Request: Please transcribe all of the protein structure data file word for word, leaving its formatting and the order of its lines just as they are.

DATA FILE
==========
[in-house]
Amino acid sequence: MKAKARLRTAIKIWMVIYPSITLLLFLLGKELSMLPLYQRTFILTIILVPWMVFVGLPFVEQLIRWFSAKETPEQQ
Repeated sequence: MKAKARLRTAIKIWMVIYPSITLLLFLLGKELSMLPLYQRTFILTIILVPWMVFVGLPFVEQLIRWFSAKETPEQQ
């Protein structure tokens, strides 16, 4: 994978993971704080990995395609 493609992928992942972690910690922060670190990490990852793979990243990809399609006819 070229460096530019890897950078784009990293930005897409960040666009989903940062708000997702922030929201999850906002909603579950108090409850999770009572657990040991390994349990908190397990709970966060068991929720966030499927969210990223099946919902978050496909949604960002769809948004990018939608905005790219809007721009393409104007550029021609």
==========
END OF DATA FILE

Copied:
[in-house]
Amino acid sequence: MKAKARLRTAIKIWMVIYPSITLLLFLLGKELSMLPLYQRTFILTIILVPWMVFVGLPFVEQLIRWFSAKETPEQQ
Repeated sequence: MKAKARLRTAIKIWMVIYPSITLLLFLLGKELSMLPLYQRTFILTIILVPWMVFVGLPFVEQLIRWFSAKETPEQQ
């Protein structure tokens, strides 16, 4: 994978993971704080990995395609 493609992928992942972690910690922060670190990490990852793979990243990809399609006819 070229460096530019890897950078784009990293930005897409960040666009989903940062708000997702922030929201999850906002909603579950108090409850999770009572657990040991390994349990908190397990709970966060068991929720966030499927969210990223099946919902978050496909949604960002769809948004990018939608905005790219809007721009393409104007550029021609």